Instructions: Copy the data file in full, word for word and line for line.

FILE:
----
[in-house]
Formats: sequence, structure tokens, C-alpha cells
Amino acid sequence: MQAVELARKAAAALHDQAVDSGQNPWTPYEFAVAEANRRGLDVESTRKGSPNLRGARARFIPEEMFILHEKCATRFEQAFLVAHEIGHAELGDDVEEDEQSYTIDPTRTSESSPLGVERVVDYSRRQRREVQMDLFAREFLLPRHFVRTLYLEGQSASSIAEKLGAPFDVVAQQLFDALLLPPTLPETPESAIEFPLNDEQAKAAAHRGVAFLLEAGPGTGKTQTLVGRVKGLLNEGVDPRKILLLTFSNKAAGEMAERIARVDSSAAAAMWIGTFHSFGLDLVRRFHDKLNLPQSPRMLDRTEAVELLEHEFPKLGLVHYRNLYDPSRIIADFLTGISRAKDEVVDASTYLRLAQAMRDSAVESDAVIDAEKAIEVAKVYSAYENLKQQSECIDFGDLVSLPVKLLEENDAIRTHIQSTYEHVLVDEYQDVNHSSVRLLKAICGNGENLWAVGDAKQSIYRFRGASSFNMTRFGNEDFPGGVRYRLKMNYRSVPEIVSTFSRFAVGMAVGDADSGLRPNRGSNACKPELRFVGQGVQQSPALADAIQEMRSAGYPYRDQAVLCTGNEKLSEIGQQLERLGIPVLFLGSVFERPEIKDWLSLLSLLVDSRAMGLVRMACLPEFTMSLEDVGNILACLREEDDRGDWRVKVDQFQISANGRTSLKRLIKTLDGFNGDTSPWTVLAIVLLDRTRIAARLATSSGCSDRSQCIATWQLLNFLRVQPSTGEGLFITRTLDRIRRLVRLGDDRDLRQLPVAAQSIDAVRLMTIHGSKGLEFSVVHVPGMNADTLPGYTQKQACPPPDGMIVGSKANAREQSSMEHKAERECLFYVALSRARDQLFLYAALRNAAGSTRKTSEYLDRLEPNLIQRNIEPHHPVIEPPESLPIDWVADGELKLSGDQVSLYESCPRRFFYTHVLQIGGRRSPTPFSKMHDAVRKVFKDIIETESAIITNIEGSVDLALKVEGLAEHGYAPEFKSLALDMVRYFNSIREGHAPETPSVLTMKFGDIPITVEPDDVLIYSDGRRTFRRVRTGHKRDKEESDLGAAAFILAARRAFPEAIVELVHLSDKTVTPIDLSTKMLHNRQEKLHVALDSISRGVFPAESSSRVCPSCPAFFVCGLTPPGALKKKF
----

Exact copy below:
[in-house]
Formats: sequence, structure tokens, C-alpha cells
Amino acid sequence: MQAVELARKAAAALHDQAVDSGQNPWTPYEFAVAEANRRGLDVESTRKGSPNLRGARARFIPEEMFILHEKCATRFEQAFLVAHEIGHAELGDDVEEDEQSYTIDPTRTSESSPLGVERVVDYSRRQRREVQMDLFAREFLLPRHFVRTLYLEGQSASSIAEKLGAPFDVVAQQLFDALLLPPTLPETPESAIEFPLNDEQAKAAAHRGVAFLLEAGPGTGKTQTLVGRVKGLLNEGVDPRKILLLTFSNKAAGEMAERIARVDSSAAAAMWIGTFHSFGLDLVRRFHDKLNLPQSPRMLDRTEAVELLEHEFPKLGLVHYRNLYDPSRIIADFLTGISRAKDEVVDASTYLRLAQAMRDSAVESDAVIDAEKAIEVAKVYSAYENLKQQSECIDFGDLVSLPVKLLEENDAIRTHIQSTYEHVLVDEYQDVNHSSVRLLKAICGNGENLWAVGDAKQSIYRFRGASSFNMTRFGNEDFPGGVRYRLKMNYRSVPEIVSTFSRFAVGMAVGDADSGLRPNRGSNACKPELRFVGQGVQQSPALADAIQEMRSAGYPYRDQAVLCTGNEKLSEIGQQLERLGIPVLFLGSVFERPEIKDWLSLLSLLVDSRAMGLVRMACLPEFTMSLEDVGNILACLREEDDRGDWRVKVDQFQISANGRTSLKRLIKTLDGFNGDTSPWTVLAIVLLDRTRIAARLATSSGCSDRSQCIATWQLLNFLRVQPSTGEGLFITRTLDRIRRLVRLGDDRDLRQLPVAAQSIDAVRLMTIHGSKGLEFSVVHVPGMNADTLPGYTQKQACPPPDGMIVGSKANAREQSSMEHKAERECLFYVALSRARDQLFLYAALRNAAGSTRKTSEYLDRLEPNLIQRNIEPHHPVIEPPESLPIDWVADGELKLSGDQVSLYESCPRRFFYTHVLQIGGRRSPTPFSKMHDAVRKVFKDIIETESAIITNIEGSVDLALKVEGLAEHGYAPEFKSLALDMVRYFNSIREGHAPETPSVLTMKFGDIPITVEPDDVLIYSDGRRTFRRVRTGHKRDKEESDLGAAAFILAARRAFPEAIVELVHLSDKTVTPIDLSTKMLHNRQEKLHVALDSISRGVFPAESSSRVCPSCPAFFVCGLTPPGALKKKF